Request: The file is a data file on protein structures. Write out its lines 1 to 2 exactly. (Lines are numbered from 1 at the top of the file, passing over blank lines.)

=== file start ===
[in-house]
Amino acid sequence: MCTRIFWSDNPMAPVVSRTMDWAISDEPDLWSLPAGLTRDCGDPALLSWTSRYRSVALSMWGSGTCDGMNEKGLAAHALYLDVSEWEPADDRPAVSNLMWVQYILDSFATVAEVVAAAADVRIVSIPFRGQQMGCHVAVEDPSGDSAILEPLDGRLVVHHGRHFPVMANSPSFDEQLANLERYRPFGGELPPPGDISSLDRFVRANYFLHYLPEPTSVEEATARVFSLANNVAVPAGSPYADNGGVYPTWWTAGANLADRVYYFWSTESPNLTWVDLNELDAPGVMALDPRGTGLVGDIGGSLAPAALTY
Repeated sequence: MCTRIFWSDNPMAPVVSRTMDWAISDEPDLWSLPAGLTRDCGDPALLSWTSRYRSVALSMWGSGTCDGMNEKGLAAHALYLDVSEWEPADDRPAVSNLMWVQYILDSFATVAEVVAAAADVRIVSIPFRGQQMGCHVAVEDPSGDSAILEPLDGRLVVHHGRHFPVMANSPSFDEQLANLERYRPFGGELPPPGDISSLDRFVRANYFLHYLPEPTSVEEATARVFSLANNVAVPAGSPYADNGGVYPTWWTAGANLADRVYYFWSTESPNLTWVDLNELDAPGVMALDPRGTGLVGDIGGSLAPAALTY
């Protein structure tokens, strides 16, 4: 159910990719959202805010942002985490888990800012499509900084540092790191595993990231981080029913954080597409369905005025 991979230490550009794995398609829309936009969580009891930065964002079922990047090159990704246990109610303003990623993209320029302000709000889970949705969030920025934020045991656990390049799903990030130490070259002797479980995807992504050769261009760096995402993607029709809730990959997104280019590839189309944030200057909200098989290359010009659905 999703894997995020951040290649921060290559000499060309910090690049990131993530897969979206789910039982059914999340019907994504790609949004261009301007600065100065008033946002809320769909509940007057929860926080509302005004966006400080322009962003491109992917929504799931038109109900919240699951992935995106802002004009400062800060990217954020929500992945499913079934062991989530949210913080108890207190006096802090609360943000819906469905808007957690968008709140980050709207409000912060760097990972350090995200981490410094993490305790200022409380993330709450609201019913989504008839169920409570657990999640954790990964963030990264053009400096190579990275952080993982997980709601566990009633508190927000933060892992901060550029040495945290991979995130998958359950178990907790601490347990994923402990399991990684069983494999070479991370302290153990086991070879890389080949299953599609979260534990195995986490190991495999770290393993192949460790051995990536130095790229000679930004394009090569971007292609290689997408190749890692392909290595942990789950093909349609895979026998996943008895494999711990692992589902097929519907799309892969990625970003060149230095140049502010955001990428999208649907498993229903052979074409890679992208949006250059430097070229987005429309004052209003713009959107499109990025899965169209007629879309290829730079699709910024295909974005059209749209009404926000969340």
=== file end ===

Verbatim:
[in-house]
Amino acid sequence: MCTRIFWSDNPMAPVVSRTMDWAISDEPDLWSLPAGLTRDCGDPALLSWTSRYRSVALSMWGSGTCDGMNEKGLAAHALYLDVSEWEPADDRPAVSNLMWVQYILDSFATVAEVVAAAADVRIVSIPFRGQQMGCHVAVEDPSGDSAILEPLDGRLVVHHGRHFPVMANSPSFDEQLANLERYRPFGGELPPPGDISSLDRFVRANYFLHYLPEPTSVEEATARVFSLANNVAVPAGSPYADNGGVYPTWWTAGANLADRVYYFWSTESPNLTWVDLNELDAPGVMALDPRGTGLVGDIGGSLAPAALTY